China’s largest and most prominent success thus far has been in the economic sphere. Thanks to Deng Xiaoping’s policies, China, by opening itself up to the world, has allowed its economy to flourish and grow, becoming the second largest economy in the world in less than four decades. The Middle Kingdom has come to embody the notion of an Asian economic miracle, but can the miracle last?
Following Deng Xiaoping’s moves to decrease the cult of Mao Zedong and open up to the world, China moved first from a closed communist system to a planned economy, then to a “partial” market-oriented economy (where the Chinese Communist Party, CCP, is pulling the strings). China’s reforms were made gradually. The state began first by phasing out collective farming, introducing a gradual liberalization of prices and fiscal decentralization, creating a diversified banking system, and developing stock markets. Increasing autonomy was granted to state-owned enterprises (SOE), while private sector growth and foreign investments were allowed but controlled. International trade was now becoming the basis of China’s growth. These changes resulted in improved living and working conditions, far removed from China’s dire days under Mao.
However, given the unsettled nature of today’s worldwide economy, the current Chinese economic situation is under scrutiny by many foreign observers. With growth slowing, observers around the world are wondering: What is the real pulse of the Chinese economy?Enjoying this article? Click here to subscribe for full access. Just $5 a month.
One of the factors analysts are keen to understand is the Chinese employment market. From 1980 until 2014, China’s long-term average unemployment rate was around 3.86 percent. It reached a low of 1.8 percent in 1985 and a high of 4.9 percent (both in 1980 and 1991, during global recessions). The projections for 2015-2017 are showing an unprecedented high unemployment rate.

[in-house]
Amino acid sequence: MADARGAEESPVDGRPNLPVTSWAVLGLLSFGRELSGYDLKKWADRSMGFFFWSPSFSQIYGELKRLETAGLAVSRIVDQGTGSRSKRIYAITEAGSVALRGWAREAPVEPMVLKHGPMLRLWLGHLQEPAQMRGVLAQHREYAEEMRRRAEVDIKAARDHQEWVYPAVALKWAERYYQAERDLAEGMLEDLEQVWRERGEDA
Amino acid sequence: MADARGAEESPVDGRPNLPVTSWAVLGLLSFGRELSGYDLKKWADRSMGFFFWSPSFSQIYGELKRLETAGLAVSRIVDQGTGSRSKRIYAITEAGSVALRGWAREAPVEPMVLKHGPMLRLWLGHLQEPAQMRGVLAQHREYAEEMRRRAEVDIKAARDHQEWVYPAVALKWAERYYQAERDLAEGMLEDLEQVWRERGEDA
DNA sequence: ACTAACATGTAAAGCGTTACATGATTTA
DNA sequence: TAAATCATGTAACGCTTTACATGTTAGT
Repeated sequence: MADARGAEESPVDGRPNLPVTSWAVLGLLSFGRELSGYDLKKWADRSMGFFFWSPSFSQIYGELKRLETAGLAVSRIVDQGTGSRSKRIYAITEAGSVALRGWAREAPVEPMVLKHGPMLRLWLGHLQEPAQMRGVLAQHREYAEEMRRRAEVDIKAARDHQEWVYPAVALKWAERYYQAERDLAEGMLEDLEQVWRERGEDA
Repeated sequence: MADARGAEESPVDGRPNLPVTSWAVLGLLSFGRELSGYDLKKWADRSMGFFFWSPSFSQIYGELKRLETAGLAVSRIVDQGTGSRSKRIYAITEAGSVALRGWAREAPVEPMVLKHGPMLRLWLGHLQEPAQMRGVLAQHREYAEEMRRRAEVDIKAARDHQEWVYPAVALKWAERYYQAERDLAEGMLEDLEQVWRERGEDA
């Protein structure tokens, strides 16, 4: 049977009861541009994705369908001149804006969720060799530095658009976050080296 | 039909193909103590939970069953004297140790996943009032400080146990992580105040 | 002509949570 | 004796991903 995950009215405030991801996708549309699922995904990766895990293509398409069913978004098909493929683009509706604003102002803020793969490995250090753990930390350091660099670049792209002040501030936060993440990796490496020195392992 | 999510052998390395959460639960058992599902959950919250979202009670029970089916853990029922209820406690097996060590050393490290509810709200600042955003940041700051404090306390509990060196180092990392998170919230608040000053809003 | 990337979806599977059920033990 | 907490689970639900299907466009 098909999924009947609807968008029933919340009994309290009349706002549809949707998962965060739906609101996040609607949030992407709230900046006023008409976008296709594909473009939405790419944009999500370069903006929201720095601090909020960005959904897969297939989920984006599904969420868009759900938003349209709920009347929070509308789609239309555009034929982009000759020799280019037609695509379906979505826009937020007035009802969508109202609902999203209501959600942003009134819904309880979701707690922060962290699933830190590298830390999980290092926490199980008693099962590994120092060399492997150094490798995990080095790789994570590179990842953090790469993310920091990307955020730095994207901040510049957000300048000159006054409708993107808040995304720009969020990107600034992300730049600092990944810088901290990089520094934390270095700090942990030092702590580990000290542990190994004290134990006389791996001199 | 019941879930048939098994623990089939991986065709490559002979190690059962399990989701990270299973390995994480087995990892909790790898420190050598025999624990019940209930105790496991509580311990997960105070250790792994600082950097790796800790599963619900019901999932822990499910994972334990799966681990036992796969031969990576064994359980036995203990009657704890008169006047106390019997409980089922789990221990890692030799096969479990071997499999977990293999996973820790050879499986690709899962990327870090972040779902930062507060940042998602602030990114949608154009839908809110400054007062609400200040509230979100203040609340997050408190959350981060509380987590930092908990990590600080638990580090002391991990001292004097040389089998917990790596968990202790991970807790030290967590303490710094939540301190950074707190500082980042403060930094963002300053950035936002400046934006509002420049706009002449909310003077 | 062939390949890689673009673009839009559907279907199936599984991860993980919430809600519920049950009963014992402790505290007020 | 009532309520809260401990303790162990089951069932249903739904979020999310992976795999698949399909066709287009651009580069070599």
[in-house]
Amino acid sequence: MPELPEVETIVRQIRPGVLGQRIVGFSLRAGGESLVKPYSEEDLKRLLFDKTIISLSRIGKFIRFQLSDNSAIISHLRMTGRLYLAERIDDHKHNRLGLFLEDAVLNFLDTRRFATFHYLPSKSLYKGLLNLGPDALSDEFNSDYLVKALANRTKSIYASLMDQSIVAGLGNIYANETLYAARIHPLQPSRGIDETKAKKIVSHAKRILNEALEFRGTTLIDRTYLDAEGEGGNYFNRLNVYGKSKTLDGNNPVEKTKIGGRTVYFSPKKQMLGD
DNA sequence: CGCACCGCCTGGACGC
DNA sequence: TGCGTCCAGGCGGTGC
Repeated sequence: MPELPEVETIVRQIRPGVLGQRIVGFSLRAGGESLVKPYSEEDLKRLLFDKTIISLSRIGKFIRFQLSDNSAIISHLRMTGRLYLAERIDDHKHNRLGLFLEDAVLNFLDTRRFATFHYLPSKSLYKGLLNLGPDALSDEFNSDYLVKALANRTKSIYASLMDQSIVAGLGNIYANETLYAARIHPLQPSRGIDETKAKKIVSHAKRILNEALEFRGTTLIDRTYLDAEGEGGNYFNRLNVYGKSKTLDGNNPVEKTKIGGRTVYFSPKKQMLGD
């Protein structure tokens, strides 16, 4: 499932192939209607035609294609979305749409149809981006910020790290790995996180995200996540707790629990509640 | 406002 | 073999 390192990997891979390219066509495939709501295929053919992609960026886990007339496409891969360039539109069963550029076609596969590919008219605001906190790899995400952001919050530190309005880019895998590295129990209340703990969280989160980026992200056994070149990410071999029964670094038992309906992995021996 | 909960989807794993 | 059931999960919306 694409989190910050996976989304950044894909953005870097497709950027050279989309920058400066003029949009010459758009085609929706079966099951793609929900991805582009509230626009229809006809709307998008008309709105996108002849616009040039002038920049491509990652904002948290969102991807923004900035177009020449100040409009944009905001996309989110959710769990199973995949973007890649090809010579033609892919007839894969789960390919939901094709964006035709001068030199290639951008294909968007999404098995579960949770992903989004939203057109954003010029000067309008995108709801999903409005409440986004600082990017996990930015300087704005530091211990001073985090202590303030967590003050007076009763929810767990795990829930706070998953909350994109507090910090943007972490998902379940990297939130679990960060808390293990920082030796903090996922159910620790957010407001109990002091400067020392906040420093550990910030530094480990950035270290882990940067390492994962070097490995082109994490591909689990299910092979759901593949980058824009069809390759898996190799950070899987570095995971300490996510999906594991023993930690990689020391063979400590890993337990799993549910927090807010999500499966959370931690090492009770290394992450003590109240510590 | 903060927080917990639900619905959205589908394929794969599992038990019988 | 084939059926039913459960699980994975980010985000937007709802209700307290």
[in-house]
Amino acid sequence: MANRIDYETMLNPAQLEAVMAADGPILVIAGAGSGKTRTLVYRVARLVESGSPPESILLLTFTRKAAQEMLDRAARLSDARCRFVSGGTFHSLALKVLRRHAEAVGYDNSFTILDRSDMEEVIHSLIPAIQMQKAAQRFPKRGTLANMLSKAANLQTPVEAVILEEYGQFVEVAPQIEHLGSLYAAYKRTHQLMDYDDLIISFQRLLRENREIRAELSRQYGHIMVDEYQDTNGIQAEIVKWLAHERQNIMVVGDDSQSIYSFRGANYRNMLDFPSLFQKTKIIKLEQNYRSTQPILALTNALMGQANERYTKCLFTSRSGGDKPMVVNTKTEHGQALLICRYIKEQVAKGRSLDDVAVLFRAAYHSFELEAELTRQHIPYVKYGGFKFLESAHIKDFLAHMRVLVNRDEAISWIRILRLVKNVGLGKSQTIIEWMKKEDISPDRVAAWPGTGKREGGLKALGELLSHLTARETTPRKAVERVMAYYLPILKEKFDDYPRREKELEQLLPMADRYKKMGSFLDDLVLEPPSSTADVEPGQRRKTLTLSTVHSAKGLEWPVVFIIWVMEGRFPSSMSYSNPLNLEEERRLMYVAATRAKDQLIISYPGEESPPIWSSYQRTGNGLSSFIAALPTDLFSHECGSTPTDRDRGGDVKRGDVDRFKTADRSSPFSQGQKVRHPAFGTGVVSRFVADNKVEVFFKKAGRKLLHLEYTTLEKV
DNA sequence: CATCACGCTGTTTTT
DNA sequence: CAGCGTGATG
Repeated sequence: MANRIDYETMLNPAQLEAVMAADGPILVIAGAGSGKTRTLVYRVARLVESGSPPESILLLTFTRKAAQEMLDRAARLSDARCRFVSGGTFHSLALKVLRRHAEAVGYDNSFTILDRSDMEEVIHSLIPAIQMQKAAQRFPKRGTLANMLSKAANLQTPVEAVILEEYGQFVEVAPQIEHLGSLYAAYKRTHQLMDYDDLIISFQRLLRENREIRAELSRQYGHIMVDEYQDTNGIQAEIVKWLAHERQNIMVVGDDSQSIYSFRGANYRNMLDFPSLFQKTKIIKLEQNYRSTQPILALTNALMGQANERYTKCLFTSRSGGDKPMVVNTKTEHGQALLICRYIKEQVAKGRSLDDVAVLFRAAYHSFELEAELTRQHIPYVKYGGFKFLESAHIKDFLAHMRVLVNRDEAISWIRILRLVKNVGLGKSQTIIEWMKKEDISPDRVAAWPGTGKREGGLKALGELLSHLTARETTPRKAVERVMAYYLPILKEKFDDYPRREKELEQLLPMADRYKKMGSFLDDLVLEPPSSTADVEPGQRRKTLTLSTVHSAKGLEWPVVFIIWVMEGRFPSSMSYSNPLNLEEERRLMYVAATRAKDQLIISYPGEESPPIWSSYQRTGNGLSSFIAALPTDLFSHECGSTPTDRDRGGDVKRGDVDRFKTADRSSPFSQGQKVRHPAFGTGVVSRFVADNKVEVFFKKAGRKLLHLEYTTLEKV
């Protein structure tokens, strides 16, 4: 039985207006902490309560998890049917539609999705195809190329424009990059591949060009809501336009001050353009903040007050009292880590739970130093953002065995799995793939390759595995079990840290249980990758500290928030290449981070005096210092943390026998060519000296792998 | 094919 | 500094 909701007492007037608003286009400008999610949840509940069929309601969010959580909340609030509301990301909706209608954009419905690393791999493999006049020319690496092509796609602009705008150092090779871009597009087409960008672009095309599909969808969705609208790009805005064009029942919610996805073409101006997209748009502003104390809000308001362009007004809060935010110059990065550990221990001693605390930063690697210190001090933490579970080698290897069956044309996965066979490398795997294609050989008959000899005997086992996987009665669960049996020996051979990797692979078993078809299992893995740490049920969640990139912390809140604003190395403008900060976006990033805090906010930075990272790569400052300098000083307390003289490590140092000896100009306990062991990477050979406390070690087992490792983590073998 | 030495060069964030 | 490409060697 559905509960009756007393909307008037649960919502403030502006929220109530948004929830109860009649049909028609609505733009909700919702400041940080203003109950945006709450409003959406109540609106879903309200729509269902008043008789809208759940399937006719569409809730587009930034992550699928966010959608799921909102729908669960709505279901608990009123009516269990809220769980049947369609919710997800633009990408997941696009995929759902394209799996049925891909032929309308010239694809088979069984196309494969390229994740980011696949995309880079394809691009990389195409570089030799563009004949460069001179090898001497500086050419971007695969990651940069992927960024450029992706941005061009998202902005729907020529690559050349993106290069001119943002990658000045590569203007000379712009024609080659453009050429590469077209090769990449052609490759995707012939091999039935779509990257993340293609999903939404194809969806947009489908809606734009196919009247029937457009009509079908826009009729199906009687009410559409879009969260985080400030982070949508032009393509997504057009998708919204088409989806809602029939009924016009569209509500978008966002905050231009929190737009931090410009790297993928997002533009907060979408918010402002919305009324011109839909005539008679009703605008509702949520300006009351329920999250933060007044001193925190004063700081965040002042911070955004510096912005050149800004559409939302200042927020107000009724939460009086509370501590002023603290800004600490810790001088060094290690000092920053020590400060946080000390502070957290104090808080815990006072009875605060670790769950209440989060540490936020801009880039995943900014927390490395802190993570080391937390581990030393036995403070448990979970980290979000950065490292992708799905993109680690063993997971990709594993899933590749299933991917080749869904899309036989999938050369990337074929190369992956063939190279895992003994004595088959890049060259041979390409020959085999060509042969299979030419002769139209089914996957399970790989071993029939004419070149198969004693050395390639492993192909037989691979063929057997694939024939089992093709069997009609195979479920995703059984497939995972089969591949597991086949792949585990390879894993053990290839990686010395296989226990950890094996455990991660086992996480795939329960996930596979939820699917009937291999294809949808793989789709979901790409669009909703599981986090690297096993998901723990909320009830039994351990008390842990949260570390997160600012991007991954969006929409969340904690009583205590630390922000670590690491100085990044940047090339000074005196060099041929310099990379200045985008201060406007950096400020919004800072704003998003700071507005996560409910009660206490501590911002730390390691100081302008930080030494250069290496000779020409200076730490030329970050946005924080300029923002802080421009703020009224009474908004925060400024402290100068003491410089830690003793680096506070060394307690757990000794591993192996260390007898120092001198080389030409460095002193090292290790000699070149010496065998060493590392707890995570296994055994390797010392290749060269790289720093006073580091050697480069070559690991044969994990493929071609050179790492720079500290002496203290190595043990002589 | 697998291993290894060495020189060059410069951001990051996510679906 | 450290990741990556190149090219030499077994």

At first, the unemployment rate seems relatively constant, but we know that China’s official statistics are just that: Official. The real numbers are probably both higher and more volatile than what it is presented.
The ‘traditional’ equation used to calculate the unemployment rate has its limitations when applied China. Both the informal economy, as well as the vestiges of communism and its social safety nets, cloud the economic landscape.
The problem for China is that while maintaining an upward trend in wealth, salaries are expected to rise as well. This is where the CCP’s headache grows. Moreover, there is the famous “harmony” pact between the CCP and the Chinese that must be kept in mind: As long as the state continues to hire millions of young people in its SOEs, as well as allowing the emergence of a middle class that is getting wealthier over time, the Chinese agree to accept limitations on their freedoms. With millions of young people joining the labor market annually, and salaries increasing, the situation is unsustainable in the long term, especially with the burden of the informal economy getting out of hand.